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‘Blame China, praise Taiwan’ - what's behind the strange narrative of Western powers?

The West is irrationally elevating the Chinese island’s response to the outbreak above its neighbour's purely to score political points, explains KENNY COYLE

BRITAIN’S shambolic response to the Covid-19 crisis has become an international scandal as well as a domestic disgrace. The situation in the US, despite Trump’s bluster, is no better.

The recently concluded World Health Assembly (WHA) of the World Health Organisation (WHO) should have concentrated on global co-operation to research and fight the coronavirus.

Instead it became a shadow war over the international status of the island of Taiwan whose official name is the Republic of China (ROC), and attempts to cast the People’s Republic of China (PRC) in the worst possible light.

US Secretary of State Mike Pompeo claimed on the eve of the WHA that “no-one disputes that Taiwan has mounted one of the world’s most successful efforts to contain the pandemic to date... This should not be a surprise. Transparent, vibrant, and innovative democracies like Taiwan always respond faster and more effectively to pandemics than do authoritarian regimes.”

The stark contrast between the responses to Covid-19 of the US (93,000 deaths) and Taiwan (seven deaths) appear to have escaped Pompeo’s grasp. Nonetheless, he went on:

“The WHO’s director-general Tedros had every legal power and precedent to include Taiwan in WHA’s proceedings. Yet, he instead chose not to invite Taiwan under pressure from the People’s Republic of China… The director-general’s lack of independence deprives the assembly of Taiwan’s renowned scientific expertise on pandemic disease, and further damages the WHO’s credibility and effectiveness at a time when the world needs it the most.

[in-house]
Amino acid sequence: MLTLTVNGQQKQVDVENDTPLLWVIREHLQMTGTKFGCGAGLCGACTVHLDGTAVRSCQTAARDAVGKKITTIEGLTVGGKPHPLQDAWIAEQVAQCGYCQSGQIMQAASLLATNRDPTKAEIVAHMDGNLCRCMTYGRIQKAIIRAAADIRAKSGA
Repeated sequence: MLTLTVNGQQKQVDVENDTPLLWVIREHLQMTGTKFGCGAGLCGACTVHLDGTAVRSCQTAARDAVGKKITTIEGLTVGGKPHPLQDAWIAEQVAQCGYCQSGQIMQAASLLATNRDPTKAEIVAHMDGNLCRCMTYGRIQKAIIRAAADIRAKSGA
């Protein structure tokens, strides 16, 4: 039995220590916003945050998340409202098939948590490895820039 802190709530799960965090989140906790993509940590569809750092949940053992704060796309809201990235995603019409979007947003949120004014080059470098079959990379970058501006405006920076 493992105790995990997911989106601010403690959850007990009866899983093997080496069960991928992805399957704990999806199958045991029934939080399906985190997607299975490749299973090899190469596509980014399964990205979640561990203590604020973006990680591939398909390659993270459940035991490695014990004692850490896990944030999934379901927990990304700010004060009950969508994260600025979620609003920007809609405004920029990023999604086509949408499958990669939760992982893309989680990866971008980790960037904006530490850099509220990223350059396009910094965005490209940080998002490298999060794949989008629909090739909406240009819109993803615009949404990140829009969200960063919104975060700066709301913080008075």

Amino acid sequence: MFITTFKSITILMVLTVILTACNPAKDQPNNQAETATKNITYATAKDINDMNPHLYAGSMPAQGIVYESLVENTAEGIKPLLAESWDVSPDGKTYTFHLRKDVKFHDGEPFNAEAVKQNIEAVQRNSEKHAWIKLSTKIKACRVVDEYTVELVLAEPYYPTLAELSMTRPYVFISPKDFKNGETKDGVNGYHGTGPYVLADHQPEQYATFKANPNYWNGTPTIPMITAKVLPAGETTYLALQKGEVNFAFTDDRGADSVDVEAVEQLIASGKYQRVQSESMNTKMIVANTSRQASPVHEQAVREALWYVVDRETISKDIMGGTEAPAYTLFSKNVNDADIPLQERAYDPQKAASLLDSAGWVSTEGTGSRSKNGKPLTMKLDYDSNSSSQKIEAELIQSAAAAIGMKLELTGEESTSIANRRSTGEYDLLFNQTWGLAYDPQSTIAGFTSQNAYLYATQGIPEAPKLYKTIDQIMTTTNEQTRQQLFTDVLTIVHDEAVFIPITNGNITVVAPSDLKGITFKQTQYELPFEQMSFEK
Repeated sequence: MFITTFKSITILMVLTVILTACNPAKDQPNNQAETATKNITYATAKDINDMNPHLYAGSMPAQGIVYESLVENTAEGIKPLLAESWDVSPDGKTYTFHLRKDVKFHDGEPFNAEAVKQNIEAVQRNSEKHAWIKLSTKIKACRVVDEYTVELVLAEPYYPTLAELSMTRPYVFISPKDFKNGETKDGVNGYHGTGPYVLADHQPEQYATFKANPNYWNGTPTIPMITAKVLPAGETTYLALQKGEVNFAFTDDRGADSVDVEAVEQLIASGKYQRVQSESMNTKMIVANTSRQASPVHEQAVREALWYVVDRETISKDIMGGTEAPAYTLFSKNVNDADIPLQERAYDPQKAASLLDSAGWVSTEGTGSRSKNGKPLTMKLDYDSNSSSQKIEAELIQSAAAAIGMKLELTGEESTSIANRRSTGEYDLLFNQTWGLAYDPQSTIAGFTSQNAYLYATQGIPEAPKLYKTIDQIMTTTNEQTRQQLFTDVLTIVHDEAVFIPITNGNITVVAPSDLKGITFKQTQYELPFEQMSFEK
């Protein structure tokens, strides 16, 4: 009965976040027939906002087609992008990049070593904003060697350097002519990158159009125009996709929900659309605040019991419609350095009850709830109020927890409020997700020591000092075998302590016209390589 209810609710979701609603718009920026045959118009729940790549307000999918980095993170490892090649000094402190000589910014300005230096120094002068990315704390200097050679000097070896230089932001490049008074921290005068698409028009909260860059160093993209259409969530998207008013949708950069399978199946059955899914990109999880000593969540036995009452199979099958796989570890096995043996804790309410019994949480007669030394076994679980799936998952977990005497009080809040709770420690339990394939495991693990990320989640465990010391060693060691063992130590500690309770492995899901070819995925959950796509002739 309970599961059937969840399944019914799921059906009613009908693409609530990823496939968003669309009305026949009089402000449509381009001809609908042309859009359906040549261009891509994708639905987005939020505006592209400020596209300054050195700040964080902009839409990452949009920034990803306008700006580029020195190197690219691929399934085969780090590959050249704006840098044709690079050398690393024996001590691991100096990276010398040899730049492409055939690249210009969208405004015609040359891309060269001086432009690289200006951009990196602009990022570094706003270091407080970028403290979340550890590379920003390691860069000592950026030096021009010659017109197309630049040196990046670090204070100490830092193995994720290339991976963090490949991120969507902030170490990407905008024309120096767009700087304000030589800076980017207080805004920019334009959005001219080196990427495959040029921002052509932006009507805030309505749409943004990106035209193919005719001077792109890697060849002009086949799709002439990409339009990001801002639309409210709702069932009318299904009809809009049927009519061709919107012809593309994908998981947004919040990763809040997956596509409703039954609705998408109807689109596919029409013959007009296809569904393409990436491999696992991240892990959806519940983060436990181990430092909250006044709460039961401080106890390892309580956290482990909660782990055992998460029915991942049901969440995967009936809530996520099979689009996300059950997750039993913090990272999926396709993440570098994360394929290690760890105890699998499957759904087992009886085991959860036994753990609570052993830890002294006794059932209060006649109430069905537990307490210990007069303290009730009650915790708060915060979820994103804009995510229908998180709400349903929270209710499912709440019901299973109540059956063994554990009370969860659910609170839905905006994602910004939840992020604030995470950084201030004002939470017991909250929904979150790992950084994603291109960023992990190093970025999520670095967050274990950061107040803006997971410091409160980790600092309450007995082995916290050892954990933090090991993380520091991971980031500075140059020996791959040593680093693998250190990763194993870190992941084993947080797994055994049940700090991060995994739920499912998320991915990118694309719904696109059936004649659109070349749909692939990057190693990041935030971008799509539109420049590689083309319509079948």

“The PRC’s spiteful action to silence Taiwan exposes the emptiness of its claims to want transparency and international co-operation to fight the pandemic and makes the difference between China and Taiwan ever more stark,” Pompeo said.

Diversion and scapegoating have been employed by both Downing Street and the White House. One common theme, also promoted by other Anglophone countries such as Australia and New Zealand, has been clear: “Blame China, Praise Taiwan.”

The Guardian reported on May 16 that “senior ministers in New Zealand said last week Taiwan should be allowed to join the WHO as an observer given its success in limiting the spread of the novel coronavirus, drawing China’s ire which asked the Pacific country to “stop making wrong statements.”

The paper then quoted Winston Peters, New Zealand’s right-wing foreign minister, who said: “We have got to stand up for ourselves… And true friendship is based on equality. It’s based on the ability in this friendship to nevertheless disagree… New Zealand’s position on Taiwan is about its tremendous success against Covid-19.”

Although this project appears to lack broader support for now, the politicisation of the Covid-19 crisis provides an opportunity for supporters of Taiwanese separatism that they have lacked for decades.

While Taiwan’s response to Covid-19 has been laudable, the singling out of the island’s response is transparently political rather than medical. Taiwan has reported just 441 cases with seven deaths. Compare this with most European countries, especially Britain, and you can see that Taiwan’s record is remarkable.